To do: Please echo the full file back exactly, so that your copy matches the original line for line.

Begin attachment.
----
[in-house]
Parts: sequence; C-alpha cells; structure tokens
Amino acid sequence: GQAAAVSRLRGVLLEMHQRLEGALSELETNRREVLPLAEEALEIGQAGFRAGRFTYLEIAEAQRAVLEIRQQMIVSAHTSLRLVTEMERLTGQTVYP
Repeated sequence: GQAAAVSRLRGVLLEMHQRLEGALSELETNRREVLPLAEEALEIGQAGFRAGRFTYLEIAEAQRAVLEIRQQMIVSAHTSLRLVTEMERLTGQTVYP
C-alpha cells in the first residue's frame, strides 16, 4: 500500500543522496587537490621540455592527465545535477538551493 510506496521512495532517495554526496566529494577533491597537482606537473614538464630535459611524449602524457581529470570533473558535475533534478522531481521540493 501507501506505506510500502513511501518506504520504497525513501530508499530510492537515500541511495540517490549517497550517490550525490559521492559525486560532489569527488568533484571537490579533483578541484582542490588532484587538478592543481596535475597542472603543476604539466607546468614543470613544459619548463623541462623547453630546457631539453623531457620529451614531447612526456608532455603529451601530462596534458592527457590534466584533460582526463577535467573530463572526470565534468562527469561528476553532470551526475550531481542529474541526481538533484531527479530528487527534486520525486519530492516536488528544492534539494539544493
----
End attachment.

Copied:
[in-house]
Parts: sequence; C-alpha cells; structure tokens
Amino acid sequence: GQAAAVSRLRGVLLEMHQRLEGALSELETNRREVLPLAEEALEIGQAGFRAGRFTYLEIAEAQRAVLEIRQQMIVSAHTSLRLVTEMERLTGQTVYP
Repeated sequence: GQAAAVSRLRGVLLEMHQRLEGALSELETNRREVLPLAEEALEIGQAGFRAGRFTYLEIAEAQRAVLEIRQQMIVSAHTSLRLVTEMERLTGQTVYP
C-alpha cells in the first residue's frame, strides 16, 4: 500500500543522496587537490621540455592527465545535477538551493 510506496521512495532517495554526496566529494577533491597537482606537473614538464630535459611524449602524457581529470570533473558535475533534478522531481521540493 501507501506505506510500502513511501518506504520504497525513501530508499530510492537515500541511495540517490549517497550517490550525490559521492559525486560532489569527488568533484571537490579533483578541484582542490588532484587538478592543481596535475597542472603543476604539466607546468614543470613544459619548463623541462623547453630546457631539453623531457620529451614531447612526456608532455603529451601530462596534458592527457590534466584533460582526463577535467573530463572526470565534468562527469561528476553532470551526475550531481542529474541526481538533484531527479530528487527534486520525486519530492516536488528544492534539494539544493